Skip Navigation LinksHome > April 25, 2011 - Volume 33 - Issue 8 > FDA Approves Vandetanib for Treatment of Medullary Thyroid C...
Oncology Times:
doi: 10.1097/01.COT.0000397982.68900.bd
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FDA Approves Vandetanib for Treatment of Medullary Thyroid Cancer

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The Food and Drug Administration has approved the use of vandetanib to treat adult patients with late-stage medullary thyroid cancer who are ineligible for surgery and who have disease that is growing or causing symptoms.

Medullary thyroid cancer represents about three to five percent of all thyroid cancer, with an estimated incidence in the United States of about 1,300 to 2,200 patients, according to an FDA news release.

Vandetanib, which is made by AstraZeneca but as yet has no brand name, targets medullary thyroid cancer's ability to grow and expand. This is the first drug approved for this cancer.

Vandetanib's safety and effectiveness were established in a single, randomized international study of 331 patients with late-stage disease. Patients were randomized to receive either vandetanib or placebo.

Patients who received vandetanib had a longer period of time without disease progression when compared with patients receiving placebo. Median progression-free survival was 16.4 months in the placebo arm and at least 22.6 months in the vandetanib arm. The news release notes that it is still too early to determine the median progression-free or overall survival.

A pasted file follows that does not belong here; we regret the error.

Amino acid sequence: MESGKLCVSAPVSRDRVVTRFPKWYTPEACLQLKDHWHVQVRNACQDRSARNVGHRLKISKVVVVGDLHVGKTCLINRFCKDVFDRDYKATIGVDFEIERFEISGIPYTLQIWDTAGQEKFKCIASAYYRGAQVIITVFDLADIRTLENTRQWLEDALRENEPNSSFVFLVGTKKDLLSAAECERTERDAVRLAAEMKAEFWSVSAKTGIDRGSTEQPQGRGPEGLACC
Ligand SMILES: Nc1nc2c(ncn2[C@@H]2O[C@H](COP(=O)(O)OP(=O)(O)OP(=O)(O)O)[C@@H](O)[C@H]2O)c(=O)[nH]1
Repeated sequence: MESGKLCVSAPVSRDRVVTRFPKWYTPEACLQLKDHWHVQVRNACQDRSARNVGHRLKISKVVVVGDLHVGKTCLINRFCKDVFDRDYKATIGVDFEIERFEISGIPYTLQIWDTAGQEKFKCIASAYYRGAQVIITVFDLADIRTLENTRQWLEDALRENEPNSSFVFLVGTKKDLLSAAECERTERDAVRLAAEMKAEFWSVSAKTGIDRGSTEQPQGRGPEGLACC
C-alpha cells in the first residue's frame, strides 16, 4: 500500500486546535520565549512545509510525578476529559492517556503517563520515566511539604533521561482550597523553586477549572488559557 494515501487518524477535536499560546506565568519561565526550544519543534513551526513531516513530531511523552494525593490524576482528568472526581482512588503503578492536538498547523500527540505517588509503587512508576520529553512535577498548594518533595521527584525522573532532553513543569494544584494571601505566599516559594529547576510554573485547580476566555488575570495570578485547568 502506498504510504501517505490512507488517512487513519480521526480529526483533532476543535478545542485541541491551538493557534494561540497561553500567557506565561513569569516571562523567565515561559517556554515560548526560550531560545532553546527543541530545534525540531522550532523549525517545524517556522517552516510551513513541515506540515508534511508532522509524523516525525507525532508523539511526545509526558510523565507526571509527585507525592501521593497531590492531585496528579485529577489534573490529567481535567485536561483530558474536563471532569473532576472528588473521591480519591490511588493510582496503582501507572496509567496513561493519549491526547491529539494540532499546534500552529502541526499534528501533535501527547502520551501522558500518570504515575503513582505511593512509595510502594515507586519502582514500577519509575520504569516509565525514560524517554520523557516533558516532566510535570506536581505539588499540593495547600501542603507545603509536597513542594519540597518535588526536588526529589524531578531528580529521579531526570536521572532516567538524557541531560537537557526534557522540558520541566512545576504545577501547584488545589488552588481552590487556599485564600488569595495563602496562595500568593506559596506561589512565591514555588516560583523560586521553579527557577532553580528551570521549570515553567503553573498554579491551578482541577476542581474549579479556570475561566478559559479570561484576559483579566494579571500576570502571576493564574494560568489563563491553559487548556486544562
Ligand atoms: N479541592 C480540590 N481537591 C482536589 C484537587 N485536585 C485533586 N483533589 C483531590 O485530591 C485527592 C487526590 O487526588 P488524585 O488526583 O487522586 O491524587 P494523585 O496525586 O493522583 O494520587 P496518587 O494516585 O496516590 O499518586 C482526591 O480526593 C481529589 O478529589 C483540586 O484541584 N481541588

“Vandetanib's approval underscores FDA's commitment to approving treatments for patients with rare and difficult to treat diseases,” said Richard Pazdur, MD, Director of the FDA's Office of Oncology Drug Products.

Common side effects occurring from vandetanib use include diarrhea, rash, nausea, high blood pressure, headache, fatigue, decreased appetite, and abdominal pain. Serious side effects reported during the study resulted in five deaths in patients treated with vandetanib. Causes of death included breathing complications, heart failure, and sepsis.

Vandetanib was shown to affect the electrical activity of the heart, which in some cases can cause irregular heartbeats that could lead to death. The drug is being approved with a Risk Evaluation and Mitigation Strategy (REMS) to inform health care professionals about these serious heart-related risks. Only health care professionals and pharmacies certified through the vandetanib REMS program, a restricted distribution program, will be able to prescribe and dispense the drug. Patients will also receive an FDA-approved Medication Guide informing them of the potential risks.

© 2011 Lippincott Williams & Wilkins, Inc.

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